Sexual harassment and gender discrimination have been met with a grassroots response in the #MeToo moment.
In response, WNYC is producing "Beyond #MeToo", a special series of national conversations focused on what we need to do as a society to remedy widespread sexual harassment.
This special series will cover the workplace, corrective responses, how we raise and educating our children in this environment and the role of men in the solution.
Listeners can expect to hear from teens and parents, politicians and artists, corporate leaders and blue-collar workers.
The Women’s March, 2018 is January 20, 2018 and Beyond #MeToo is timed to provide listeners, communities and the stations who serve them with an opportunity to gather, consider and discuss a set of issues that are roiling our culture.
Tune in on KALW, January 22-25 at 6pm.
Episode 1: The Corrections
Crime and punishment, truth and consequences. Is it possible to standardize our responses to sexual harassment, so that we have a more fair and even system of punishment? The wildly uneven responses range from removing a creator’s work from the public sphere (Kevin Spacey, Louis CK) to ignoring their misdeeds (Roman Polanski). Senator Al Franken resigns, Donald Trump is president.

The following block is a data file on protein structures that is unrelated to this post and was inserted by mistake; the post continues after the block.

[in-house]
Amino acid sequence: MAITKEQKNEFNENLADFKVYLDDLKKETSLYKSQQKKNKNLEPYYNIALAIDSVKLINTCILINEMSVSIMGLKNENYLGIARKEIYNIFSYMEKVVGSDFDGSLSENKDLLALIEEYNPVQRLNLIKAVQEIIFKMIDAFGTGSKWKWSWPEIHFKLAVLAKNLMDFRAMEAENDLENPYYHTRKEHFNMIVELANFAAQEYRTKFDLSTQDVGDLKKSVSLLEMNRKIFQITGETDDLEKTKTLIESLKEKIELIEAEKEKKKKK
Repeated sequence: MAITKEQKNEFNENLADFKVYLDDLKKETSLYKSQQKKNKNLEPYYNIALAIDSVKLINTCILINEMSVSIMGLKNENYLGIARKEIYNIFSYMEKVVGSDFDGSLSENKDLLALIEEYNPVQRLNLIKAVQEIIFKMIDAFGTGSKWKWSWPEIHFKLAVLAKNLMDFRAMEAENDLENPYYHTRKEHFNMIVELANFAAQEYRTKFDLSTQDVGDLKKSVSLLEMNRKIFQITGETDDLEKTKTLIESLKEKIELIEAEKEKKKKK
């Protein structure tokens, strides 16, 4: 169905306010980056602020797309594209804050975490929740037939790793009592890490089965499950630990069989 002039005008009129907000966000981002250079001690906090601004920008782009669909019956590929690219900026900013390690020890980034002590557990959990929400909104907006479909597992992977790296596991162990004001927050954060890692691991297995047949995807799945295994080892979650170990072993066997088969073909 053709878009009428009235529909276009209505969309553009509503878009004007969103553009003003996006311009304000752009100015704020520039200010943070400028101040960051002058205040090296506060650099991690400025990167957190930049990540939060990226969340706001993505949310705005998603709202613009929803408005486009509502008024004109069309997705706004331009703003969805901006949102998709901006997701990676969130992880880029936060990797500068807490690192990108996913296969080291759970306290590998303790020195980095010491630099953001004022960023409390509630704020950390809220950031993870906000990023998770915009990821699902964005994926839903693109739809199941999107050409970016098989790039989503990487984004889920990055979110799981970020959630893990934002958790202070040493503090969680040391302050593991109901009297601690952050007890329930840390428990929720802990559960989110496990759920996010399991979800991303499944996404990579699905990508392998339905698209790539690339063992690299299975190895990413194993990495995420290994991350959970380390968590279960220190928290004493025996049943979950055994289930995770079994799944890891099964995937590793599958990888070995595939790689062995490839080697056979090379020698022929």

Episode 2: The Workplace
Focus on both corporate America (Wall Street, Silicon Valley) and Blue Collar Workers. For all the attention given victims and assailants from the entertainment and media worlds, blue collar workers face daily harassment and often have no recourse to correct the abuse. We’ll hear from representatives of Wall Street, Main Street, and the factory floors, as well as workplace experts who can guide us on how to create a safe, respectful and fair work environment.
Episode 3: Our Kids
What must parents and teachers do to raise kids who understand how to respect one another and refrain from harassing behavior? What do we tell our kids about what they’re hearing and reading now? Is it realistic to think we can nip harassment in the bud?
Episode 4: The Men
Kai Wright hosts a discussion by and with mostly men about the role of men in ending sexual harassment. If men are the problem, they must be part of the solution. How has male behavior changed, and is it consistent with male attitudes? Can change occur voluntarily, or must it be mandated by legal or company policies?